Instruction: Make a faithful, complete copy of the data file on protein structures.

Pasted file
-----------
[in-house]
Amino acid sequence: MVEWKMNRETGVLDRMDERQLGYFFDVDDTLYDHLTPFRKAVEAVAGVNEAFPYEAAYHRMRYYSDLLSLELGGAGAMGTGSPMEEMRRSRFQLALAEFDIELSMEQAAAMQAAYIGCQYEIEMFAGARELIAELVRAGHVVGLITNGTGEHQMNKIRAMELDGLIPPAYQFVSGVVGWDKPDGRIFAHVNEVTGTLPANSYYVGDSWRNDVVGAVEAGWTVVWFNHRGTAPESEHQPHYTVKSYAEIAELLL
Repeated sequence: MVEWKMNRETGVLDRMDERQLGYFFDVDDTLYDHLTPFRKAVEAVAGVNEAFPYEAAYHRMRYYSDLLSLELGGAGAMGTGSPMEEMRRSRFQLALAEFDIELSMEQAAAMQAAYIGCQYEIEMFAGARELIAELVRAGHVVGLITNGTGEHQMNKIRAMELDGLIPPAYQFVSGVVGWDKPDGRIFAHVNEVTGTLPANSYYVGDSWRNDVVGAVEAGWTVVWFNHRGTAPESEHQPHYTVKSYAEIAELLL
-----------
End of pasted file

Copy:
[in-house]
Amino acid sequence: MVEWKMNRETGVLDRMDERQLGYFFDVDDTLYDHLTPFRKAVEAVAGVNEAFPYEAAYHRMRYYSDLLSLELGGAGAMGTGSPMEEMRRSRFQLALAEFDIELSMEQAAAMQAAYIGCQYEIEMFAGARELIAELVRAGHVVGLITNGTGEHQMNKIRAMELDGLIPPAYQFVSGVVGWDKPDGRIFAHVNEVTGTLPANSYYVGDSWRNDVVGAVEAGWTVVWFNHRGTAPESEHQPHYTVKSYAEIAELLL
Repeated sequence: MVEWKMNRETGVLDRMDERQLGYFFDVDDTLYDHLTPFRKAVEAVAGVNEAFPYEAAYHRMRYYSDLLSLELGGAGAMGTGSPMEEMRRSRFQLALAEFDIELSMEQAAAMQAAYIGCQYEIEMFAGARELIAELVRAGHVVGLITNGTGEHQMNKIRAMELDGLIPPAYQFVSGVVGWDKPDGRIFAHVNEVTGTLPANSYYVGDSWRNDVVGAVEAGWTVVWFNHRGTAPESEHQPHYTVKSYAEIAELLL